Sunday, 31 July 2011

All Quiet on the Western Front by Erich Maria Remarque

World War I in this novel is seen through the eyes of a young German solider called Paul Baumer. Paul naively joins up along with a band of school friends with the encouragement of their teacher. He is sent to the front where he is quickly confronted with the realities of warfare in the trenches. His hardships are all detailed and include the lack of food, the filth and his friends joining the casualties as the war goes on. Paul hates and resents his situation but he copes, he copes with having to kill people, he copes seeing his friends die and in doing so he begins to change in himself. He eventually comes to the conclusion that he has essentially died inside.

This novel is devoid of politics and the bigger picture is never revealed, even the enemy themselves are often referred to as 'the ones over there' . The novel instead focuses solely on the humanity and the solider giving a honest vivid account on the torrents of war.

Don't run away with the idea that his book is depressing. Certainty its moving and dark in places, but the overall writing is very matter of fact and to the point leaving you with images or scenes that you are unlikely to ever forget.

Highly recommended.

Posted by Jess

Thursday, 28 July 2011

Shakespeare by Bill Bryson

As a fan of both William Shakespeare and Bill Bryson I was really looking forward to reading this book which I found to be informative, interesting and well written.

Bryson sets a scene well and spends a fair amount of the book discussing what it was like living, working and dying in Shakespeare's day all of which helped build up a picture of the great playwright's life, even if the picture was blurry around the edges. I say this because we know shockingly little about Shakespeare's life for certain. In fact we can't even be sure what he looked like or even how best to spell his name! Bryson is perfectly honest and open about this from right at the beginning of the book. In fact many stories stated as fact in other books are often only legends with no evidence whatsoever to back them up. I think Bryson sucessfully debunked some absolute nonsense that has been written about the Bard for the last few hundred years especially the ridiculous theories that Shakespeare didn't write his own plays.

I didn't find the lack of evidence surrounding Shakespeare frustrating, quite the opposite. I don't think a bit of mystery does Shakespeare any harm, in fact if anything it enhances his appeal. Too often when you find out a little too much about a great man or woman you realise they were only human like everyone else and end up resenting them.

If you are interested in Shakespeare's life I cannot recommend reading this book highly enough. A brilliant effort from a man who is very talented in his own right.

Final verdict 4/5


Wednesday, 20 July 2011

Mourning Ruby by Helen Dunmore

Dunmore certainly adds dark or disturbing elements to her novels and perhaps this why I enjoy her novels so much. Her writing always flows easily and are generally page-turners yet the subjects I've read so far have included incest, child murder and starvation. I find that quite often her novels are heartbreaking without being depressing and Mourning Ruby is no exception.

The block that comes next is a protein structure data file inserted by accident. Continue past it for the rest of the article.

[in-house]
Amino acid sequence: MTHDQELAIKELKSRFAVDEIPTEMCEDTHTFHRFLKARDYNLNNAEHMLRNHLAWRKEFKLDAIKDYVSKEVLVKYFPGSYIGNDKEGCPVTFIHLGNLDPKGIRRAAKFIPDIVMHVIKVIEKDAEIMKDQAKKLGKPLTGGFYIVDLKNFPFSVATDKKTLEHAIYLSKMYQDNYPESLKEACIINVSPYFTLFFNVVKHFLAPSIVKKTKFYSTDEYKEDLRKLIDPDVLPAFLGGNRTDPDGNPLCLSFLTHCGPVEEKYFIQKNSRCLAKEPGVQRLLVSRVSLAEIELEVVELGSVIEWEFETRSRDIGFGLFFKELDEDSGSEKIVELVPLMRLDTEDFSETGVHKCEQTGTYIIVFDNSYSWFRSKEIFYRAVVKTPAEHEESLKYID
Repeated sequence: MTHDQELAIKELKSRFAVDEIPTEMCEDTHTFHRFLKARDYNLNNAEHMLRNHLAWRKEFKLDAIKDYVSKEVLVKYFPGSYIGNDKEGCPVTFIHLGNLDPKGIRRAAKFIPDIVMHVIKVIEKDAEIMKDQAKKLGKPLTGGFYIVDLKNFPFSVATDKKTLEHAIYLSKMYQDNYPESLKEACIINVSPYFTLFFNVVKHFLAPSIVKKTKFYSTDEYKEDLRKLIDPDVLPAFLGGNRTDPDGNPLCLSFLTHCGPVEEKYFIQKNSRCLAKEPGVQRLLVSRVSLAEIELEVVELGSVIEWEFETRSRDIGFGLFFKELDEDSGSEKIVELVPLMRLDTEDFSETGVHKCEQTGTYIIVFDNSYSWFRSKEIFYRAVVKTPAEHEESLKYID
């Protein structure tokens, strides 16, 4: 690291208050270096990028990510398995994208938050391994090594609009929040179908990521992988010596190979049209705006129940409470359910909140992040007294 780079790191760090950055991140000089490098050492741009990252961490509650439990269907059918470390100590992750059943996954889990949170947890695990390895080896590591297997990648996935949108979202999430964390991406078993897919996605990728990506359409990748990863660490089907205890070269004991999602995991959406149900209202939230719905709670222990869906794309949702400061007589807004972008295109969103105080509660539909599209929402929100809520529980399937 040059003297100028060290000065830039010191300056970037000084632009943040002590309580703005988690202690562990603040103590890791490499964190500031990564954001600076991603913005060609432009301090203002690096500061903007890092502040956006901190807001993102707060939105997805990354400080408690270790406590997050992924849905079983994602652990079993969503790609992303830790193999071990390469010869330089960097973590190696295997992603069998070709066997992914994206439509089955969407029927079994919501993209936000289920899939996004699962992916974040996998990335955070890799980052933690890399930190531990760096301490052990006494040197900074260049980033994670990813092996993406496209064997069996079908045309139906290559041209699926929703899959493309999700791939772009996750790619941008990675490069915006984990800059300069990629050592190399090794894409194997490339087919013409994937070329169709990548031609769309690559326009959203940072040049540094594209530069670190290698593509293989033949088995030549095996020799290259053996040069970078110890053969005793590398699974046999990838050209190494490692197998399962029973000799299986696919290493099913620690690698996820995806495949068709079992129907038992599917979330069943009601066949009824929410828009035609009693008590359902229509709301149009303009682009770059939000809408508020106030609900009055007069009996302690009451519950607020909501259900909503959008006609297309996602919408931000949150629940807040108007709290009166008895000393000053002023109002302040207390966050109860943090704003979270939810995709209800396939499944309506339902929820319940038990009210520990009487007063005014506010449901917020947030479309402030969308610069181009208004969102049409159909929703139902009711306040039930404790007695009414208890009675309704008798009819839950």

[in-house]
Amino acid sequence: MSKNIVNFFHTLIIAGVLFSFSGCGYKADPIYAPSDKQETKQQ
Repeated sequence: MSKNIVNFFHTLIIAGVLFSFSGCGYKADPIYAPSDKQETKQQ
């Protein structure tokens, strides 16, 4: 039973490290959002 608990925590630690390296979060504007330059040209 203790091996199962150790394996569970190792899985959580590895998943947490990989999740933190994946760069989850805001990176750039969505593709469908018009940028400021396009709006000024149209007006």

The titles Ruby died aged five leaving both her parents Rebecca and Adam completely heartbroken and bereft. The book takes place a couple of years after Ruby's death where Rebecca in particular is struggling and is estranged from Adam. It is not just about Rebecca's grief however, it is also about her own hopes for the future and at times is surprisingly uplifting.

The writing is as always poetic yet very accessible. The subject matter will always be heartbreaking but this is especially so given the huge presence that Ruby has in the book both through flashbacks and through Rebecca. Other characters like Mr Damiano, Rebecca's boss enrich the novel in other ways and it is through their stories that the more minor characters take centre stage at various parts.

Unfortunately towards the end there is a story within a story thing going on which appears to lead nowhere and left me perplexed. This involves the beginnings of a novel which Rebecca's friend has written. Perhaps I just didn't get it but unfortunately this did spoil it somewhat.

Not Dunmore's best but worth a read.

Verdict 3/5

Posted by Jess

Monday, 18 July 2011

Circles around the Sun: In Search of a Lost Brother by Molly McCloskey

'If you saw a letter on the ground with an address and a stamp on it, what would you do?'
'I'd put it on the windowsill so it wouldn't blow away,' Mike says.
'If you were standing with a group of people at a bus stop, what would they be talking about?'
'Me,' Mike says.

When Molly McCloskey was a young girl her older brother Mike (by 14 years) started showing symptoms of schizophrenia. Using her mothers old letters and through interviews with her family and Mike's friends, Molly tries to piece together Mike's story.

Mike was born in 1950 in Philadelphia and was the eldest of six siblings. Growing up he was a quiet, sensitive, introverted child and a high achiever in both sports and in his academic studies. As a tall blonde teenager who happened to be on the school basketball team he never had any lack of either friends or girlfriends and when he achieved a scholarship to a good college it must have seemed like he had his future set. But within a couple of years Mike began to exhibit some strange behaviour and he was to spend most of his adult life heavily medicated and living in hospitals or care homes.

Schizophrenia is a subject matter that I know very little about. Occasionally someone with schizophrenia will show up in the news (often for the wrong reasons) but its not a illness I know anything about. My only exposure to the illness really are the odd portrayals on TV (normally soap characters).

The book is a relatively quick read for non-fiction because the author has largely written about the subjects and events that a reader would be interested in e.g. were there any signs when Mike was a child and what event did eventually lead to a diagnosis. The author interweaves her family story throughout which is relevant and helps to give a perspective from their point of view and how the illness affected them.